Currently browsing Posts Published November 2011

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Totally Figures

Posted by Mark in Mark's Sketchbook


Figure drawing class, day one. Although it’s definitely not obvious from today’s output, I think this class is going to help me a ton. Its most important feature is that it gets me drawing for three solid hours without distraction, something that my Internet addiction makes otherwise impossible. It’s also great to have immediate feedback from the teacher and the other students. Everyone is laid-back and encouraging, with varying skill levels, and range from a teenage boy to lady retirees. I was the only brand-new student.

The picture above was a 20-minute drawing, with a hitch: the instructor made me restart halfway through, when I got to the head (always draw the head last!) and it was partially off the top of the page. Even my re-do barely skirted it; my trouble keeping everything on the page has been well-documented on this site, and was definitely my biggest problem today. The teacher offered a helpful idea: Draw a little thumbnail in the corner to get a sense of where to place the features on the page.


This was a 5-minute drawing (in most of the timed drawings, I never got around to the head). The idea was to block out the major structure in colored chalk, then add charcoal.

I should add, we were drawing with something called “vine charcoal,” which is pretty cool, because it wipes off the paper fairly cleanly, allowing you to quickly correct mistakes or start over.


This was probably my favorite exercise, I guess because it’s essentially animation. 5 30-second poses of an action, scribbled out in ink. Once again I ran out of space and had to draw the fifth pic very tiny, under the second.

Oh, and in case you’re wondering (or considering a class like this): trust me, you immediately forget that you’re looking at a naked person. I think it’s a limitation of our brains; you can’t concentrate on a skilled task and be all “homina homina” STAMP STAMP *wolf whistle* at the same time. The model puts on a robe between poses, so there’s definitely no casual gawking.



Sarong Proportions

Posted by Mark in Mark's Sketchbook


Another attempt at figure drawing; hopefully this is just another example of something I can laugh at in a few months. My drawing class starts tomorrow.

The subject is formerly very hot, now very dead Dorothy Lamour. Forgive the poor facial likeness; sketching with a blunt piece of charcoal doesn’t really lend itself to details. Don’t forgive the fact that her legs are about half as long as they should be; one of my worst habits is compressing things as I get close to the edge of the paper. I do that with writing, too.

Cela Pue

Posted by Mark in Mark's Sketchbook


Didn’t have a very good drawing night; computer problems prevented me from animating, and some attempts at “realistic” drawing with charcoal were horrendous (doesn’t bode well for my drawing class in 2 days). So I broke the emergency glass, and present to you this cracked-out possible Frenchman.

Kicked Out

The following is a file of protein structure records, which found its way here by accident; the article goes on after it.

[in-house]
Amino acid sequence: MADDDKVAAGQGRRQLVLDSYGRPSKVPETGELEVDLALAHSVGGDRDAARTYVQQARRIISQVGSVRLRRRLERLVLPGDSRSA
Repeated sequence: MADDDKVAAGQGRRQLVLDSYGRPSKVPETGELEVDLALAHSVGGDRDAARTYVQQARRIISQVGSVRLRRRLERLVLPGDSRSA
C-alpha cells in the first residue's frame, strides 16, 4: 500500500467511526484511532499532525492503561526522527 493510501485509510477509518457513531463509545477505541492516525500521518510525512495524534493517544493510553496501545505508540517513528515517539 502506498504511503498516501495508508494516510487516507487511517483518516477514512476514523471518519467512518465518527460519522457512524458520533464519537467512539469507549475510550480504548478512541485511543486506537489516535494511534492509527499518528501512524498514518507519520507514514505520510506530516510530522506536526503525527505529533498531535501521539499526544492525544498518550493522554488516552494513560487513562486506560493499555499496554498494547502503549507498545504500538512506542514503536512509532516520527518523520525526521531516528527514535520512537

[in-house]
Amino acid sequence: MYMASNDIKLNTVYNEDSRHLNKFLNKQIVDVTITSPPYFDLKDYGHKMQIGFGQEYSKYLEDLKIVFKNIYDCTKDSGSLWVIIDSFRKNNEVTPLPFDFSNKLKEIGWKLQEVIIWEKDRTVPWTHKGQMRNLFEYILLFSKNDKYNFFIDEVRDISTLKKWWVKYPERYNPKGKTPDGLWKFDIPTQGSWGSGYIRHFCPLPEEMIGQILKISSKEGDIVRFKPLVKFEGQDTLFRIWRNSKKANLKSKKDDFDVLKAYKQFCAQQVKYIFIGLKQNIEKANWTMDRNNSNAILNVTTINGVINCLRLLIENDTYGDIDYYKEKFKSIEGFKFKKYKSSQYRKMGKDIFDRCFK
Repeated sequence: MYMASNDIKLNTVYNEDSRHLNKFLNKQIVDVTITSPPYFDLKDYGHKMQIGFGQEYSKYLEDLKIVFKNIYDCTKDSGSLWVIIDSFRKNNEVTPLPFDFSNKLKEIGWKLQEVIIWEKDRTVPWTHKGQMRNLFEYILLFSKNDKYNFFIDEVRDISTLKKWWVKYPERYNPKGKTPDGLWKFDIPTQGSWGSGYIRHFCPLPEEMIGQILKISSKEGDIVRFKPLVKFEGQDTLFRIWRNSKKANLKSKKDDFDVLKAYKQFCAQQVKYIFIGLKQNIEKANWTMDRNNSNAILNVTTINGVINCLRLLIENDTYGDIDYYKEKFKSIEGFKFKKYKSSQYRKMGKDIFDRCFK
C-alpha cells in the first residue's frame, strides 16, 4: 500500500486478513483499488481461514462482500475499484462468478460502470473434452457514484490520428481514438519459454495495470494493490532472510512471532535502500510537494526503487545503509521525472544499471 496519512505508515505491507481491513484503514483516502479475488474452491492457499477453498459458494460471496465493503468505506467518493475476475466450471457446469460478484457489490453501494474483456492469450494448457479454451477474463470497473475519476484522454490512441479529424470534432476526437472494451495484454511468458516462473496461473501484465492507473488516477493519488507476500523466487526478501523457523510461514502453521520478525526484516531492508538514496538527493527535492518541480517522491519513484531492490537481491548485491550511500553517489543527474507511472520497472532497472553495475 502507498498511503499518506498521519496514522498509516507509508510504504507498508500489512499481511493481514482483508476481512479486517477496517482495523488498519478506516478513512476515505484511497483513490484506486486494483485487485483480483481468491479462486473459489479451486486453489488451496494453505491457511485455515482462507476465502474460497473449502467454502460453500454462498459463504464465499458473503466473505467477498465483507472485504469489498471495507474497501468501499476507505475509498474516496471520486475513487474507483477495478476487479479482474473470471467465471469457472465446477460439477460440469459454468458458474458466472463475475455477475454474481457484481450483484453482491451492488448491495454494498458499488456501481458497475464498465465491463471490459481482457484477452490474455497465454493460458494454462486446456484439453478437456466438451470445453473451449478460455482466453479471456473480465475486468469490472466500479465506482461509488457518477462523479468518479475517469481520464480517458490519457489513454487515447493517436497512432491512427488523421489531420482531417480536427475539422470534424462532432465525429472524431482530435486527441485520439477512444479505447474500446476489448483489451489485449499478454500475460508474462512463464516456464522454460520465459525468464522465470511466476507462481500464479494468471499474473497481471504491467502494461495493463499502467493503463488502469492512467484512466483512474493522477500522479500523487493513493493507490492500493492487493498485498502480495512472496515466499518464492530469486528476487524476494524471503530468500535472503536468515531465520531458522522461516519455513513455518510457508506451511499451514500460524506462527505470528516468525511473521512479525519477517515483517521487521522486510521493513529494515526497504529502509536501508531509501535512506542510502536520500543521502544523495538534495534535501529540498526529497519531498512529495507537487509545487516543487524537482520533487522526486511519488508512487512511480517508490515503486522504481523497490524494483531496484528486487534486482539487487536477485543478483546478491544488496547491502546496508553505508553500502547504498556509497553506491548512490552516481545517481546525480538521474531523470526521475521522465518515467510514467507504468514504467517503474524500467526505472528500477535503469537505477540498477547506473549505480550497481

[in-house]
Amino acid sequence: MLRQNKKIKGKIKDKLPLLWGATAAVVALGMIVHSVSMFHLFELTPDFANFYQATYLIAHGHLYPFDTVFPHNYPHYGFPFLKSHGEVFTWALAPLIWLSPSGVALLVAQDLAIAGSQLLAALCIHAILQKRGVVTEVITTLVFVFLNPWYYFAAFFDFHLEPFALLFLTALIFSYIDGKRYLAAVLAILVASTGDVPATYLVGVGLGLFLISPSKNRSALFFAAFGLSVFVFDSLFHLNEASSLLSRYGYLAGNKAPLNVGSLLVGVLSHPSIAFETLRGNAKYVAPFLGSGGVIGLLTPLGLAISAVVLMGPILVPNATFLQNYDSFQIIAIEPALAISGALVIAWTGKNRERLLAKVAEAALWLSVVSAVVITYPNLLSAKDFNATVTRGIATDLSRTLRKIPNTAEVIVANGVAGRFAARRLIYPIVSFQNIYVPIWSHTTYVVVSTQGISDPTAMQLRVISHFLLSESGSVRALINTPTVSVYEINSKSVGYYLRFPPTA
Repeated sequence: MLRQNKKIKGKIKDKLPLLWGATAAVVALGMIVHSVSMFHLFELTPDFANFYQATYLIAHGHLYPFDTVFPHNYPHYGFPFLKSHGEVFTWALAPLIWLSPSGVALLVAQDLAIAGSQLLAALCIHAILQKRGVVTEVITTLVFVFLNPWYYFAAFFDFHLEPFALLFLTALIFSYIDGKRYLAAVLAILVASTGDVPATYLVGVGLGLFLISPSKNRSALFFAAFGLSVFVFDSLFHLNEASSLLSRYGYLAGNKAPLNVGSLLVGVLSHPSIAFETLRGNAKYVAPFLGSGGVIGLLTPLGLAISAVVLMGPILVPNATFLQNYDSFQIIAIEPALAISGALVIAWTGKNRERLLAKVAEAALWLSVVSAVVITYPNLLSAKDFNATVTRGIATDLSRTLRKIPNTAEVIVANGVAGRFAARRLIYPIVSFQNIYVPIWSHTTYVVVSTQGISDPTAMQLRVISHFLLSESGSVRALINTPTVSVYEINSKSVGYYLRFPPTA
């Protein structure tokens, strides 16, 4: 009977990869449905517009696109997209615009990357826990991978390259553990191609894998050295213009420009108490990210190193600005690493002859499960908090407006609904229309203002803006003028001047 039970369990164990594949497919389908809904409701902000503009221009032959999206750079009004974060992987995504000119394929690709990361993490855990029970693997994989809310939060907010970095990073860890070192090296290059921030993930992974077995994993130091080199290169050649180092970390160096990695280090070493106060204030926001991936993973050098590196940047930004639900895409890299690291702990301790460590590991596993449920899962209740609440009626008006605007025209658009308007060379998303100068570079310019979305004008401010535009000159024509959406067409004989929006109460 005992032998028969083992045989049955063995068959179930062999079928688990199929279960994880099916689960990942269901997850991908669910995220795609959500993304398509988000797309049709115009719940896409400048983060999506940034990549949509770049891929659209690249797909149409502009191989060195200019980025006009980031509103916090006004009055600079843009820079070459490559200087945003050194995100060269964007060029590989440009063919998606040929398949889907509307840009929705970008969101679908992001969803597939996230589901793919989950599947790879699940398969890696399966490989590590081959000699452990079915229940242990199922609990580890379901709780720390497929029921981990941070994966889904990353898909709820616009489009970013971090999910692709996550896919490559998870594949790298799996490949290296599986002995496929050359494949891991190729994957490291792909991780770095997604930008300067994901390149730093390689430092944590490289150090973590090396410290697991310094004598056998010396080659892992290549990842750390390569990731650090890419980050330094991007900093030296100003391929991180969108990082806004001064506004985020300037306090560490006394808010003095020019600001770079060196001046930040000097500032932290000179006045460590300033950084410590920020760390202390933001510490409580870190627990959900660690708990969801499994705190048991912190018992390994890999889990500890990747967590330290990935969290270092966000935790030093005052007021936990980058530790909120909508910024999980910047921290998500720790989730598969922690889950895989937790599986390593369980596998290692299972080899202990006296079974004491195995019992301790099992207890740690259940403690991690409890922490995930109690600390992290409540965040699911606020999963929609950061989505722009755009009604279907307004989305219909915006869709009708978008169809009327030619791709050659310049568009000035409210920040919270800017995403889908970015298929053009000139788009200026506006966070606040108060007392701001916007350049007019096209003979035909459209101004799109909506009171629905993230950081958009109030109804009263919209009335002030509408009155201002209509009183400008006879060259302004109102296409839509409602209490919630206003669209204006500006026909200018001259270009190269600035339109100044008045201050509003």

Posted by Mark in Mark's Sketchbook

Was stumped about what to draw tonight, so I turned to a friend for suggestions.

Are You Lonesome Tonight?

Posted by Mark in Mark's Sketchbook

Here’s lopsided Andy Griffith as Lonesome Rhodes in “A Face In The Crowd.” If you’ve never seen it, check it out; you’ll never look at Andy of Mayberry the same way again. Here’s a YouTube sample.

Edit: ¬†Something was bugging me about this pic. I think it’s that I exxagerated one of his ears and not the other. ¬†Better?


It’s Tired in Here

Posted by Mark in Mark's Sketchbook

Just a little very rough animation practice. Actually, I just animated the first half of the yawn, but looped it back to the beginning, so as not to keep you in suspense.

And yes, I yawned the entire time I drew this.

Learning From the Best

Posted by Mark in Mark's Sketchbook

Okay, disclaimer: This is another blink and you’ll miss it animation, and I didn’t even animate it myself! But I wanted to study a Bob Clampett cartoon frame by frame, and applied 15 frames of his animation to my own character.

When I was a kid I would have killed to be able to study animation frame by frame. I think Clampett cartoons are the closest to what I’m trying to achieve, and the flexibility and distortion of his characters would be impossible to do with today’s standard cutout-style animation. As you can see here, when a character in a Clampett cartoon moves, he doesn’t just float from point A to point B; in fact, within the 15 frames (about two thirds of a second), the only drawing elements I could trace over (since they don’t move or deform) were Sam’s toes.


Hey Apple

Posted by Mark in Mark's Sketchbook


Playing around with character ideas for my next animation; Chicky II suggested a guy eating an apple. I want him to be ridiculously excited about his fruit. Getting there.

Edit: New and improved hand.



Stupid Cartoonist Tricks

Posted by Mark in Mark's Sketchbook

Another one of my scribble exercises, as well as an excuse to try out some time-lapse video recording on my iPhone. It’s hard to tell here, but my third and fourth scribbles were done with my foot and mouth, respectively!

Hmm, now that I think of it, I wish I had reversed the order.

Music by Headcrab


Posted by Mark in Mark's Sketchbook


I had fun caricaturing Herman Cain, so I thought I’d try another one of one of my favorite stand-up comedians, Louis C.K., who I’ll be seeing live on Saturday.

Truthfully, I’m not thrilled with how this turned out, although I do think I got his smile right.

Like the last one, it was sketched in pencil and inked with markers on good old fashioned paper.